New York giants tackle the world

PR Week went to America to talk to some of the agency scene’s biggest players about their game plans for the next decade. Steve Bevan reports

PR Week went to America to talk to some of the agency scene’s biggest

players about their game plans for the next decade. Steve Bevan reports



Everyone has their pet theory about how the PR business is going to

develop over the next five or ten years. When it comes to the

consultancy business, there are a probably just a handful of global

players whose ideas will determine what that future will be.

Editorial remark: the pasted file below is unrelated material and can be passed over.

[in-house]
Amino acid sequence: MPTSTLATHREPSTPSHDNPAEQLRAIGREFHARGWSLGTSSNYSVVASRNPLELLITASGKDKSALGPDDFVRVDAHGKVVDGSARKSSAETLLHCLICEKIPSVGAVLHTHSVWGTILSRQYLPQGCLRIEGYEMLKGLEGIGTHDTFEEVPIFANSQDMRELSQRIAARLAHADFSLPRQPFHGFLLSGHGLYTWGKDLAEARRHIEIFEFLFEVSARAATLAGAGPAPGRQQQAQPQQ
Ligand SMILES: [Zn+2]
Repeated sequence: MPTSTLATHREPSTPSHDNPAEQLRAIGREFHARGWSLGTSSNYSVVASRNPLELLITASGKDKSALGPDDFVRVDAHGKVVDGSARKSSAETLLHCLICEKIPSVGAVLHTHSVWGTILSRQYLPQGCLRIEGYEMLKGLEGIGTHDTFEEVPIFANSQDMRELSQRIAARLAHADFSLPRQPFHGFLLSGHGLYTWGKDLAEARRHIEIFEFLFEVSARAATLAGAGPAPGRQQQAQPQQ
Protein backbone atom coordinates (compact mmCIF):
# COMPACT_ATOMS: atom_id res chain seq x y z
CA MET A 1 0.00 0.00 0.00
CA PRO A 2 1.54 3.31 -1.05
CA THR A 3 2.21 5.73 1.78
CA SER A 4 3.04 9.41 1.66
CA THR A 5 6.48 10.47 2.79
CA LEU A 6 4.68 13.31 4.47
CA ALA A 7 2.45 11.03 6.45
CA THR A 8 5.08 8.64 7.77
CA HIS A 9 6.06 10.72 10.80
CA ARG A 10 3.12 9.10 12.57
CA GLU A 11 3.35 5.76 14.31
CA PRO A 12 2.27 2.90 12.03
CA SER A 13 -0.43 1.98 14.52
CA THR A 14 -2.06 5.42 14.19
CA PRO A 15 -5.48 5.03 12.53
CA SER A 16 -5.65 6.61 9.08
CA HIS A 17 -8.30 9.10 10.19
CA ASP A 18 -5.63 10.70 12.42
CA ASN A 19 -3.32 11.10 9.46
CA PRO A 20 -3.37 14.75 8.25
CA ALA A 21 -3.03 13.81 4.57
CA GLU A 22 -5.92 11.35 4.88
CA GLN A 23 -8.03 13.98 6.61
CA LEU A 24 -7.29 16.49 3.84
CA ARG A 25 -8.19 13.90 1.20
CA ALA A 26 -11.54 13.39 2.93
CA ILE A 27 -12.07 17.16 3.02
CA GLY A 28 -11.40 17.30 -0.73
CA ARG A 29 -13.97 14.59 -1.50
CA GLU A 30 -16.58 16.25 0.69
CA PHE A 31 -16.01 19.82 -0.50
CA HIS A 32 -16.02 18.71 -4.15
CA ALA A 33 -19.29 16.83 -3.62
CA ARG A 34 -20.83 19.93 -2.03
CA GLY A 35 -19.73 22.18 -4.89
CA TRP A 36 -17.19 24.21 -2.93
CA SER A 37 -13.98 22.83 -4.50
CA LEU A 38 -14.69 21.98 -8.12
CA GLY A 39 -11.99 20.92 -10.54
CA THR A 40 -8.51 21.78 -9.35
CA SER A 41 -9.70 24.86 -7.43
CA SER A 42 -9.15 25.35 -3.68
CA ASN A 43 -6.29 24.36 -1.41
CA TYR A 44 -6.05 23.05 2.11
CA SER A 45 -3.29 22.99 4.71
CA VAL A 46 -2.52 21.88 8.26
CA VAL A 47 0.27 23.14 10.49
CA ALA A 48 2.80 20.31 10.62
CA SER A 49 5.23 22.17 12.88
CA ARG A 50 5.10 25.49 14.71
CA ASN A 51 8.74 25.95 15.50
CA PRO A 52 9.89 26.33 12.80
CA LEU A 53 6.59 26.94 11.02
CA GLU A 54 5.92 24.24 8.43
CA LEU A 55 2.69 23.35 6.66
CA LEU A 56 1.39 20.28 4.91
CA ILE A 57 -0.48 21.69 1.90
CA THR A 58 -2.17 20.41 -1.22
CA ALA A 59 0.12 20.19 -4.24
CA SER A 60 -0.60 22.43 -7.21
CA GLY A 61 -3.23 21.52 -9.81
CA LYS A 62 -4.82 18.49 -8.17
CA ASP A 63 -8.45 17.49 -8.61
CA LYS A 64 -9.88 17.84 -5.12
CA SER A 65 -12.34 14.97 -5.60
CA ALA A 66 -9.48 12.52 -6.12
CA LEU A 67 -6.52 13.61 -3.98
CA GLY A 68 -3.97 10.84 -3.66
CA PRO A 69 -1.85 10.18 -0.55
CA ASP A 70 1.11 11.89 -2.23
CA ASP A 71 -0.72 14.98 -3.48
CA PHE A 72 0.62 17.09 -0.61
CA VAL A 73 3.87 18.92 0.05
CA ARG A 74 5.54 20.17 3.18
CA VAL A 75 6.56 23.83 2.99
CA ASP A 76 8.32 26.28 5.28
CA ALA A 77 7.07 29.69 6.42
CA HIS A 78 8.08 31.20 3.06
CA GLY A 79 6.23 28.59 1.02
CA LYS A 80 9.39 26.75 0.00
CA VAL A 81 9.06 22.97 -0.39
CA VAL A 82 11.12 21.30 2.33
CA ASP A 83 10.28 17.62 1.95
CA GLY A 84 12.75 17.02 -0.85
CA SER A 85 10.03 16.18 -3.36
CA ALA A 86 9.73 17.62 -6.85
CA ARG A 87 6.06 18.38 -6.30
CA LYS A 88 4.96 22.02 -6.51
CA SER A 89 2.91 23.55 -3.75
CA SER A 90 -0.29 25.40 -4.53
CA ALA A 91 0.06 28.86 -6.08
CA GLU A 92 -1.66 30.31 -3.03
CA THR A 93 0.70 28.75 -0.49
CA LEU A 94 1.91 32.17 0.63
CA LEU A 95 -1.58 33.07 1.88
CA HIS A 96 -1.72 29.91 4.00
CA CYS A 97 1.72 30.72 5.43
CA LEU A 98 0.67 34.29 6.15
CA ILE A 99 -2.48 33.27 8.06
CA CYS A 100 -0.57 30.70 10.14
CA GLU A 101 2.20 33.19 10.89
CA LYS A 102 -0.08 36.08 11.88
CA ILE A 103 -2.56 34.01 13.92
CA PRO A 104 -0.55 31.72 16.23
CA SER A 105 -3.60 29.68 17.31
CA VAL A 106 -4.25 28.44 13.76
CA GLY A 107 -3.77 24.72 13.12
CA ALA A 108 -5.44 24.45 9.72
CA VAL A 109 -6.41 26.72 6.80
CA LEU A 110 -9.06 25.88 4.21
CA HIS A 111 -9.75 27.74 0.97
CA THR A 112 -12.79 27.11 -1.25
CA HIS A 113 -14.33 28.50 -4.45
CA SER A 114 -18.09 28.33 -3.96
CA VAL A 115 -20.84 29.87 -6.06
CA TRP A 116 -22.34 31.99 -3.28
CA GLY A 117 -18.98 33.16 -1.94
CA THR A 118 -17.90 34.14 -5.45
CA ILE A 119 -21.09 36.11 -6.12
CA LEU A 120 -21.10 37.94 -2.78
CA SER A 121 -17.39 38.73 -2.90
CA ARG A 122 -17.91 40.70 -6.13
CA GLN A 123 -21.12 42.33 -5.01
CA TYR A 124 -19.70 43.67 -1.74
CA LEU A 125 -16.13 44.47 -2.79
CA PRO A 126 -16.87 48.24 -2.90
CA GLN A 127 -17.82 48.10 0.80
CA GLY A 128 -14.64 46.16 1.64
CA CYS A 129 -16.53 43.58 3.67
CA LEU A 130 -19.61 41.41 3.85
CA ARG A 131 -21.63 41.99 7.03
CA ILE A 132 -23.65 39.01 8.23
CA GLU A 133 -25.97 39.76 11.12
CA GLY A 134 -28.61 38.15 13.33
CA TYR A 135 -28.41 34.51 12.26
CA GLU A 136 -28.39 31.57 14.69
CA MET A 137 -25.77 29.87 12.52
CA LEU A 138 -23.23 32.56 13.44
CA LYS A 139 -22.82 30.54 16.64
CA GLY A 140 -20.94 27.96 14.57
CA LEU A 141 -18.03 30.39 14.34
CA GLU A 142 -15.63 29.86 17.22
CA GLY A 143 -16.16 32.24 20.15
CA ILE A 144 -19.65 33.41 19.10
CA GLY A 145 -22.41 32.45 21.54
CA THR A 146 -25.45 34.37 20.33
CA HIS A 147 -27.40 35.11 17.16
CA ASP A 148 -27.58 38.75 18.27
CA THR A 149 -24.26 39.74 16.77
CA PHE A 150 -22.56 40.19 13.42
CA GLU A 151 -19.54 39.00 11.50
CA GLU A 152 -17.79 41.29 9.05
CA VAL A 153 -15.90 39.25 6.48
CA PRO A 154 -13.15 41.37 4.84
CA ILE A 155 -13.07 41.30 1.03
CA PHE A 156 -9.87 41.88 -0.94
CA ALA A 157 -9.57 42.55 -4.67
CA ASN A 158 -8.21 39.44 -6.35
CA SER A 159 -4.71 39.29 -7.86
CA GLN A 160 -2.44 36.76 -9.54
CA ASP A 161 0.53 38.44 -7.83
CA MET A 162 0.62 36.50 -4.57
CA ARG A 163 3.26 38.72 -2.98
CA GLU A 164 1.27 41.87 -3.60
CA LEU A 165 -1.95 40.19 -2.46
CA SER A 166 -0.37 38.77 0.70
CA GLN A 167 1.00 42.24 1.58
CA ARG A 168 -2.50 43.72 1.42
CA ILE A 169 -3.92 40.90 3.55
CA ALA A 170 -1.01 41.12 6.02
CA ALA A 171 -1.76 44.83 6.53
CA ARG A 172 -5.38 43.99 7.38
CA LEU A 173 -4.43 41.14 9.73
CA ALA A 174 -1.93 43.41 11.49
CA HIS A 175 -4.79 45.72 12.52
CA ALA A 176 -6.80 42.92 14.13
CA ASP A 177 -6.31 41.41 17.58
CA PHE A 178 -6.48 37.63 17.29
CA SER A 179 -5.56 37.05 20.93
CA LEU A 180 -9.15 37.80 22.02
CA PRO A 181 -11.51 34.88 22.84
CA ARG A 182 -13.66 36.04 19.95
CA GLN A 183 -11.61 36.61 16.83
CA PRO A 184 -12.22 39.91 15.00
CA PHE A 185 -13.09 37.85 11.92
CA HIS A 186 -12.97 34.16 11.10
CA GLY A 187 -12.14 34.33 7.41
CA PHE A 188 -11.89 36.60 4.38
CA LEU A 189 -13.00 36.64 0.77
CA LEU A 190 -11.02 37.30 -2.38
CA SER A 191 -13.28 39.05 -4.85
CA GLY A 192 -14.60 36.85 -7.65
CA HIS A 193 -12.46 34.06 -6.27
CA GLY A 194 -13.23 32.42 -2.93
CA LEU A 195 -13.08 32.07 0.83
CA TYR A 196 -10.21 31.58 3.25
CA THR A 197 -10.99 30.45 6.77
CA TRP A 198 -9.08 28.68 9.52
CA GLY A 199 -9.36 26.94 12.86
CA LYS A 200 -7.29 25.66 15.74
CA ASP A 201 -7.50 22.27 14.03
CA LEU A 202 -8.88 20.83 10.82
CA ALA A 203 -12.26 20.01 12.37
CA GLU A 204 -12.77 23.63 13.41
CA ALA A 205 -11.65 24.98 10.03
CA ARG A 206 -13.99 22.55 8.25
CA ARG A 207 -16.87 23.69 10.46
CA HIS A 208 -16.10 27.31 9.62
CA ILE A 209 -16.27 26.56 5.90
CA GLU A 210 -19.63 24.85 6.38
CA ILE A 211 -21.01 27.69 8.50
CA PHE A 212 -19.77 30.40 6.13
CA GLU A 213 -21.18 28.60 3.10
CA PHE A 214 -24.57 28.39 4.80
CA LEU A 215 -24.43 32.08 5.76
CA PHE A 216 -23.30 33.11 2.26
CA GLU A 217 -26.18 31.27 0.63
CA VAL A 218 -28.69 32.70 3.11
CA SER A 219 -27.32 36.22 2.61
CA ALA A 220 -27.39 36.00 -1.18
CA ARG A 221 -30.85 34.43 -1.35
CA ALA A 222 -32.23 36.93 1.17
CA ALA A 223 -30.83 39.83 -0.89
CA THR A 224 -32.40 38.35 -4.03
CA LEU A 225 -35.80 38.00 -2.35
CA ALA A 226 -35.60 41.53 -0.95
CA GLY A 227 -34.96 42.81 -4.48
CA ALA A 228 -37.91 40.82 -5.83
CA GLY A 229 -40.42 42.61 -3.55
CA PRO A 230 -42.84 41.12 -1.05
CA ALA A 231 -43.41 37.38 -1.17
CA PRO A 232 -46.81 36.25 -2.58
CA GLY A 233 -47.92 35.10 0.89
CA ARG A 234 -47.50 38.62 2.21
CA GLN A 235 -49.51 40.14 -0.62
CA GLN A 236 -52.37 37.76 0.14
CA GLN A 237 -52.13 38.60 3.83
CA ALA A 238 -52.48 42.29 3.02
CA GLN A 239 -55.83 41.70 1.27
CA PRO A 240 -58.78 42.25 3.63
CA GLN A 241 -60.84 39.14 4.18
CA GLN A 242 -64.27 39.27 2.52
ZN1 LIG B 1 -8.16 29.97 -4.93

Omnicom’s acquisition of Ketchum, Burson-Marsteller’s decision to

reorganise along practice lines, and a whole series of new ventures

designed to exploit the growth of the Internet are just a few of the

major developments of the last six months.



So what does the next year hold for the agency business? We went to the

world’s largest PR market, America, to ask 12 top agency executives some

tough questions.



Are we going to see more consolidation among the big PR agencies?



(HP) We’re not going anywhere. WPP is not a seller and Hill and Knowlton

is not going to break up. With all due respect I think this is a

question for Richard [Edelman] and John Graham and people like that to

decide whether they’re going to stay independent or not. PR acquisitions

[for us] would either be specific niche opportunities or associated with